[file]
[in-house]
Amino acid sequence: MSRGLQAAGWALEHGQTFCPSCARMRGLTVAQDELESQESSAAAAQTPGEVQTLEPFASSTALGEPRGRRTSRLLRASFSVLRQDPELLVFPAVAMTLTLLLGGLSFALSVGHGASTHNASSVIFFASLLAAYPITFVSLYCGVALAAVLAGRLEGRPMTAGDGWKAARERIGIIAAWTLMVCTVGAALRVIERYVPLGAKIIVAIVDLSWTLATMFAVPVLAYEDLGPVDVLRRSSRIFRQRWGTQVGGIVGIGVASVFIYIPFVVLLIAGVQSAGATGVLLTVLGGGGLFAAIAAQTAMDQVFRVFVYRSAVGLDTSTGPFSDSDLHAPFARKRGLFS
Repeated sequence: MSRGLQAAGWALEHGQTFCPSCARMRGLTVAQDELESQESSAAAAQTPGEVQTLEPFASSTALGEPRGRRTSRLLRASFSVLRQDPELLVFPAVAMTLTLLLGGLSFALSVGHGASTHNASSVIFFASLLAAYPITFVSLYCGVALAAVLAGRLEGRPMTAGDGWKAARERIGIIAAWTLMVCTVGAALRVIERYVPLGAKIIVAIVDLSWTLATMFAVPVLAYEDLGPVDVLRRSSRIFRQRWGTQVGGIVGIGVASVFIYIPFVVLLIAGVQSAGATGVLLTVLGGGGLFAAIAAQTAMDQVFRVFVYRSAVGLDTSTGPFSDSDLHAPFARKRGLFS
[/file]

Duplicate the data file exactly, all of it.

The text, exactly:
[in-house]
Amino acid sequence: MSRGLQAAGWALEHGQTFCPSCARMRGLTVAQDELESQESSAAAAQTPGEVQTLEPFASSTALGEPRGRRTSRLLRASFSVLRQDPELLVFPAVAMTLTLLLGGLSFALSVGHGASTHNASSVIFFASLLAAYPITFVSLYCGVALAAVLAGRLEGRPMTAGDGWKAARERIGIIAAWTLMVCTVGAALRVIERYVPLGAKIIVAIVDLSWTLATMFAVPVLAYEDLGPVDVLRRSSRIFRQRWGTQVGGIVGIGVASVFIYIPFVVLLIAGVQSAGATGVLLTVLGGGGLFAAIAAQTAMDQVFRVFVYRSAVGLDTSTGPFSDSDLHAPFARKRGLFS
Repeated sequence: MSRGLQAAGWALEHGQTFCPSCARMRGLTVAQDELESQESSAAAAQTPGEVQTLEPFASSTALGEPRGRRTSRLLRASFSVLRQDPELLVFPAVAMTLTLLLGGLSFALSVGHGASTHNASSVIFFASLLAAYPITFVSLYCGVALAAVLAGRLEGRPMTAGDGWKAARERIGIIAAWTLMVCTVGAALRVIERYVPLGAKIIVAIVDLSWTLATMFAVPVLAYEDLGPVDVLRRSSRIFRQRWGTQVGGIVGIGVASVFIYIPFVVLLIAGVQSAGATGVLLTVLGGGGLFAAIAAQTAMDQVFRVFVYRSAVGLDTSTGPFSDSDLHAPFARKRGLFS